by: Waylon McDevitt

Where did It originate?

Christianity began its rise about 2000 years ago in Judea (which is now Israel) with Jesus Christ and His disciples. During this period, Judea was a cross-cultural mecca of cities and farms. The emperor of Rome was the ruler. The Jews at that time hated Roman rule. The polytheistic cultural beliefs of Rome were also pagan and disruptive to Jewish life. Some Jews saw that their only hope was to conform to this change. Others became religious zealots who formed pockets of gorilla resistance against Rome. Still others withdrew themselves into the Judean wilderness to study the Jewish law and wait for the eventual coming of their promised Messiah.
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Christianity as a whole

The history Christianity's origin may seem like a fairy tale. For many people living in the 21st century it is really hard for them to believe that these events actually took place. However, the Christian faith, unlike any other religion, is based on historical events, including one of great importance. If Jesus Christ died and never rose to life, then Christianity is a myth. In 1 Corinthians 15:14, Paul gets his readers to grab hold of this central truth, that "And if Christ be not risen, then is our preaching vain, and your faith is also vain." The evidence for the resurrection is the key to accepting that Jesus is indeed who He claims to be. It is the historical validity of this central fact that gives Christians hope among a world of hurt.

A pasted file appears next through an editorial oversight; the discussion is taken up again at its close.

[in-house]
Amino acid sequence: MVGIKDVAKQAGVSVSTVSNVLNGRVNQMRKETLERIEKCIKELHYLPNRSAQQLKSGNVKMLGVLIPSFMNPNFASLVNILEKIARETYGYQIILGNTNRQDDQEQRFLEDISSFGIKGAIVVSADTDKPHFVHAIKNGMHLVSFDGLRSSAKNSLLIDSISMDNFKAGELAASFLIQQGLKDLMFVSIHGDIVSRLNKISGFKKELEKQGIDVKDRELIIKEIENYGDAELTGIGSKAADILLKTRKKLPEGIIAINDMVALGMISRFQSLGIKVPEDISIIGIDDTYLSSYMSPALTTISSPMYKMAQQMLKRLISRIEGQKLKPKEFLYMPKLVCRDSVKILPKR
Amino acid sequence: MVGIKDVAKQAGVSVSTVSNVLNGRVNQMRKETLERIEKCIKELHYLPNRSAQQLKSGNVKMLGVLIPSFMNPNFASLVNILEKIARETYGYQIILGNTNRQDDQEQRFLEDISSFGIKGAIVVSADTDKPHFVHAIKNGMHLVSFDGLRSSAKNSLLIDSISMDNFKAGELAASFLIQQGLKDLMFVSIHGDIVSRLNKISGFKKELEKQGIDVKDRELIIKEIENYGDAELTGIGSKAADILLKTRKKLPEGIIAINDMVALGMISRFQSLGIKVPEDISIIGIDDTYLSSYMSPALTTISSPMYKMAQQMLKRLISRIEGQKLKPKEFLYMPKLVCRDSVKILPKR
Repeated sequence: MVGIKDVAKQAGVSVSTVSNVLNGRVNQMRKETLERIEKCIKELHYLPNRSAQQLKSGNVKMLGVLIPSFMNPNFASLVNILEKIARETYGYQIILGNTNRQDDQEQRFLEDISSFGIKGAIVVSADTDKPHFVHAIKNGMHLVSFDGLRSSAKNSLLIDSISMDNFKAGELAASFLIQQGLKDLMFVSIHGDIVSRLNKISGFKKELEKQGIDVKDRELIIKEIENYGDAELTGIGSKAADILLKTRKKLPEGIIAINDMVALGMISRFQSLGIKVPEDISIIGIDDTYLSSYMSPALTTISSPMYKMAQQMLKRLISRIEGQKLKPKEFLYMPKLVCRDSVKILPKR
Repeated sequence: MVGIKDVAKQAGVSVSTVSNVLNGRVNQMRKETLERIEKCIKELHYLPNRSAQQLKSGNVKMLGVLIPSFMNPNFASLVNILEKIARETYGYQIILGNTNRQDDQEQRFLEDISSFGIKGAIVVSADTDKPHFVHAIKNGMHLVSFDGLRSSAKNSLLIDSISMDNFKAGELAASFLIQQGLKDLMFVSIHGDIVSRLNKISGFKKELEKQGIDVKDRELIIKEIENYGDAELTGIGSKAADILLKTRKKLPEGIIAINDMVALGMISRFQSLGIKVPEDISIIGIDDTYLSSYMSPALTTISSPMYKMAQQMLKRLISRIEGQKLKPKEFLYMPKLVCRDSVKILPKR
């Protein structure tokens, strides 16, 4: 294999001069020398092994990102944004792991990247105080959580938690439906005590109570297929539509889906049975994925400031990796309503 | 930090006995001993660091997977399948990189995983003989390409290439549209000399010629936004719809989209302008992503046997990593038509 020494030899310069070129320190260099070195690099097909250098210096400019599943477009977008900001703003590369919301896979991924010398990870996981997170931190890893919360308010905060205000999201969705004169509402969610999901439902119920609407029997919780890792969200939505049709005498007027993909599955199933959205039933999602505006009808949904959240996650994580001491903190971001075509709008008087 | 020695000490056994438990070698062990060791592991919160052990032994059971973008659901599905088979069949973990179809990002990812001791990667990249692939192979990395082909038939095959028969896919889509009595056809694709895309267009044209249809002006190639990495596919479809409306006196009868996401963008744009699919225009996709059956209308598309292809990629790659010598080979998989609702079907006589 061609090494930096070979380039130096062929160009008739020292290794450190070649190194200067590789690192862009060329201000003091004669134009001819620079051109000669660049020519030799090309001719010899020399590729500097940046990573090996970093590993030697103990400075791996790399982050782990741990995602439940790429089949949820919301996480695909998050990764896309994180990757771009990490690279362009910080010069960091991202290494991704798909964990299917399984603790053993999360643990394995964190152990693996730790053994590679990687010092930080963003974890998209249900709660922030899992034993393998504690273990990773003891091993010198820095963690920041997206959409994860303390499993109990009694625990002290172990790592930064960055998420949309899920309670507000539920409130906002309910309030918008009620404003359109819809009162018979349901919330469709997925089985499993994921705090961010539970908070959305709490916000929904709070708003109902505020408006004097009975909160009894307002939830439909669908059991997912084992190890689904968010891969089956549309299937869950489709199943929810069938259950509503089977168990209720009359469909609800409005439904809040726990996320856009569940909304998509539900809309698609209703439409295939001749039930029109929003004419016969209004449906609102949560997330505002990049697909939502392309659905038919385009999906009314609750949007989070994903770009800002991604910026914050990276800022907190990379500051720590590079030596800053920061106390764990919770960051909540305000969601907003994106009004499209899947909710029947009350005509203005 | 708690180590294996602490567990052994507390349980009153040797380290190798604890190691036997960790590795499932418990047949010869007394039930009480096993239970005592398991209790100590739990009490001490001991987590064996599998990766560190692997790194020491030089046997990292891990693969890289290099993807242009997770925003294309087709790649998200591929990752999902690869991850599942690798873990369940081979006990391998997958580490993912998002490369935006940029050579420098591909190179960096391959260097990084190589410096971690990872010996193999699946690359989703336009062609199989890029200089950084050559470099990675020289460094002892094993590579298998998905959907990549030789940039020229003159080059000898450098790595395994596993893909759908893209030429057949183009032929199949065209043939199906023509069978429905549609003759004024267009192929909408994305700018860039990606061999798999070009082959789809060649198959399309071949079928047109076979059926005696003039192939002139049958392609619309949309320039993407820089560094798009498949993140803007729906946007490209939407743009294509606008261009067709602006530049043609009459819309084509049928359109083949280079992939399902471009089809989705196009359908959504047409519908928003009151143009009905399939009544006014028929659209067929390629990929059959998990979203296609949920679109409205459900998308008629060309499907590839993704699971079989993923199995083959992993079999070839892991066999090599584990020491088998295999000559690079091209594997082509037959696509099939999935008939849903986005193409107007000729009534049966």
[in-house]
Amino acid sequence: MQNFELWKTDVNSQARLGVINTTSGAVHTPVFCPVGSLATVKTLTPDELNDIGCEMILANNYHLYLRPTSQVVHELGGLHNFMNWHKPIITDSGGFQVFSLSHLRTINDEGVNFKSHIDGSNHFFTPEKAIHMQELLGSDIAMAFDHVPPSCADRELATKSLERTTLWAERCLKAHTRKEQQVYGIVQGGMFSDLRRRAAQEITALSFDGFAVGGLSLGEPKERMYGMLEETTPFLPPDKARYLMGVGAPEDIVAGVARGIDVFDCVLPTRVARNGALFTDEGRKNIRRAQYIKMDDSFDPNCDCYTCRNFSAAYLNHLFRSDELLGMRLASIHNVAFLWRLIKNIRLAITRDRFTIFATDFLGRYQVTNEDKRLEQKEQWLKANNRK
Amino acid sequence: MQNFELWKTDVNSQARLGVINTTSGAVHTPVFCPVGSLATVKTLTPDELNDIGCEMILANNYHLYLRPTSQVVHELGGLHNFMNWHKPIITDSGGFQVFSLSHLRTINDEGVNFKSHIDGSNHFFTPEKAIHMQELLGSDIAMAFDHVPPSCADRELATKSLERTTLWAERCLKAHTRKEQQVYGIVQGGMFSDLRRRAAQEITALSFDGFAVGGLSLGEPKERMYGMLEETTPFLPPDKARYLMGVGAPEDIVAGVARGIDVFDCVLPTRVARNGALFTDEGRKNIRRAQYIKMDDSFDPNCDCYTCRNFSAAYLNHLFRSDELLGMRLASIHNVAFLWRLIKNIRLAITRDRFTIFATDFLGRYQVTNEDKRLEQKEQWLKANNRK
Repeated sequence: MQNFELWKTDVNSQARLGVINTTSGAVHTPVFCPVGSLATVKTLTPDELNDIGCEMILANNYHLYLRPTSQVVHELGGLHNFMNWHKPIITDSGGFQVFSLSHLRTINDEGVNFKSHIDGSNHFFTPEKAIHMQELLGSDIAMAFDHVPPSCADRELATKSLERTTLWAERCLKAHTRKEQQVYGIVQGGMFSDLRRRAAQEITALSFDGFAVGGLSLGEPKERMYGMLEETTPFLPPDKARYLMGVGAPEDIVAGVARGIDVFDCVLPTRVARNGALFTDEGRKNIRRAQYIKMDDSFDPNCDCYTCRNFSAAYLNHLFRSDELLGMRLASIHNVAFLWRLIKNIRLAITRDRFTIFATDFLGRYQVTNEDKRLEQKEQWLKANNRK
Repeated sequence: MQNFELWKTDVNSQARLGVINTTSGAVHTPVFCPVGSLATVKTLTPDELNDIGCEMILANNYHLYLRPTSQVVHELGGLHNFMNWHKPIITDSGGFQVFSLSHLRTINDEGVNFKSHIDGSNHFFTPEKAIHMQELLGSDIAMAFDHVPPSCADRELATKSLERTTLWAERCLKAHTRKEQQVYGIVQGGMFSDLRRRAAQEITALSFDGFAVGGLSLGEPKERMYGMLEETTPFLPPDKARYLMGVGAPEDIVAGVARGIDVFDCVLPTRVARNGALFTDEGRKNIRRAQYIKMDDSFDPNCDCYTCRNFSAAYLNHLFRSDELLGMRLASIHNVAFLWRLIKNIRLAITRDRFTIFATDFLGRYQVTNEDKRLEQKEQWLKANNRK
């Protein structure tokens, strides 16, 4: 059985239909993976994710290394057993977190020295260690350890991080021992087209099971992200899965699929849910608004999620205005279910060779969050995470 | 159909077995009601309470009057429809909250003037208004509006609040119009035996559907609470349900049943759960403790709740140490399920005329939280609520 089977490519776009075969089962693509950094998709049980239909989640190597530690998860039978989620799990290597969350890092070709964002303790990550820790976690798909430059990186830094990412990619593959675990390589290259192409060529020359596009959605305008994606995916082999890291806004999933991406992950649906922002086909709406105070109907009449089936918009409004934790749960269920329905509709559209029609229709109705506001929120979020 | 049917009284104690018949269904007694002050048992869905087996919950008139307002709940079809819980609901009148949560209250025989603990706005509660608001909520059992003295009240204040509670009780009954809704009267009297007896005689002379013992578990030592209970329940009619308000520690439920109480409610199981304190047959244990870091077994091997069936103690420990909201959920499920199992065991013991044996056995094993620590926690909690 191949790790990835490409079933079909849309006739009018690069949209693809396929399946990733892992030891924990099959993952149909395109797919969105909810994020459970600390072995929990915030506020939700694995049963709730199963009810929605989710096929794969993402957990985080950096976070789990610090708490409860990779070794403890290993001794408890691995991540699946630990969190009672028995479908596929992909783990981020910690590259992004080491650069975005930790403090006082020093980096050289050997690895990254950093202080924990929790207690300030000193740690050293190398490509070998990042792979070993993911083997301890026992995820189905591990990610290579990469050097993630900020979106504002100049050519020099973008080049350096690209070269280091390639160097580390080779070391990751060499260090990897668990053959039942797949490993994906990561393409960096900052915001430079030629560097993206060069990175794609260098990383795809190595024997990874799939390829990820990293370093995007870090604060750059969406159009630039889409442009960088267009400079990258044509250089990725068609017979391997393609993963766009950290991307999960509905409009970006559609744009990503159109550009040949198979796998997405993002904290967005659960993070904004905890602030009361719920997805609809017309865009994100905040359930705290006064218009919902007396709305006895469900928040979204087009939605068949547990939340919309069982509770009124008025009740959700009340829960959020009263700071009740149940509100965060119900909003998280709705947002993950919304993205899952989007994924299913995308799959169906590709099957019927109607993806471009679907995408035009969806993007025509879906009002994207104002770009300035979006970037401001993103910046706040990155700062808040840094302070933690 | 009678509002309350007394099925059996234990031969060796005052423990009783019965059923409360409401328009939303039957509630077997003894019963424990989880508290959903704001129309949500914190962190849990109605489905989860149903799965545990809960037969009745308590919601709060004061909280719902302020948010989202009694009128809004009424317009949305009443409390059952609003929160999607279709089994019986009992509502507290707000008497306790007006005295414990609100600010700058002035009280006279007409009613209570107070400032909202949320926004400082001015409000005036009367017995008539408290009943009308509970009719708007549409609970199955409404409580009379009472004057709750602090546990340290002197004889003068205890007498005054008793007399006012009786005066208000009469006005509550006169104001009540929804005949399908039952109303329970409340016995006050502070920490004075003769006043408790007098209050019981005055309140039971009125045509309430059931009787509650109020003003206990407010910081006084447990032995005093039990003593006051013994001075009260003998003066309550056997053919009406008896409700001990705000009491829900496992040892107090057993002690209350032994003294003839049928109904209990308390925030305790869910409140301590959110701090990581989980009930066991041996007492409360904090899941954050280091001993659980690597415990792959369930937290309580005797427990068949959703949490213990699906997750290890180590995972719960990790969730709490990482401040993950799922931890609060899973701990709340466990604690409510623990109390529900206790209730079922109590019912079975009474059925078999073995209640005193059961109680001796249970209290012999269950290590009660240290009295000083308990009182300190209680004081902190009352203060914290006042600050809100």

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There are over 300 prophecies that span over a period of 1000 years that are recorded in the Old Testament concerning the coming of a Jewish Messiah. Jesus (Messiah) completely fulfilled all of the prophecies hundreds of years after they were written. This baffles many people and could be part of their disbelief.
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The Arrival of Jesus.

Jesus was a Jew. He observed the Jewish faith and was knowledgeable of the Jewish Law. In His early thirties, Jesus traveled from village to village, teaching in the synagogues and healing those who were suffering. Jesus' teaching was revolutionary. He challenged the established religious authorities to repent from their self-righteousness and hypocrisy and realize that the Kingdom of God is rooted in service and love. Jesus' teachings stirred the hearts of people and created instability, something the Jewish religious authorities feared. Soon, a faithful group of men began to follow Jesus and call him teacher. These men became His disciples. Jesus taught His disciples about the will of God and about the "new covenant" God will bring to humanity through Him. Jesus helped them to see that mankind is bound to the pain and futility of life as a result of sin. Due to sin, mankind lost its relationship with God. The purpose of this "new covenant" is to restore those who accept it into a renewed fellowship of forgiveness and love with God. What is this new covenant? Jesus himself would pay for the sins of all humanity by being crucified unjustly on a Roman cross. Three days later, He would rise to life, having conquered death, to give hope to a hopeless world. Well, it happened just as Jesus taught, and His disciples were witnesses to an amazing miracle. Their teacher, Jesus of Nazareth, died and three days later rose again to become their Messiah.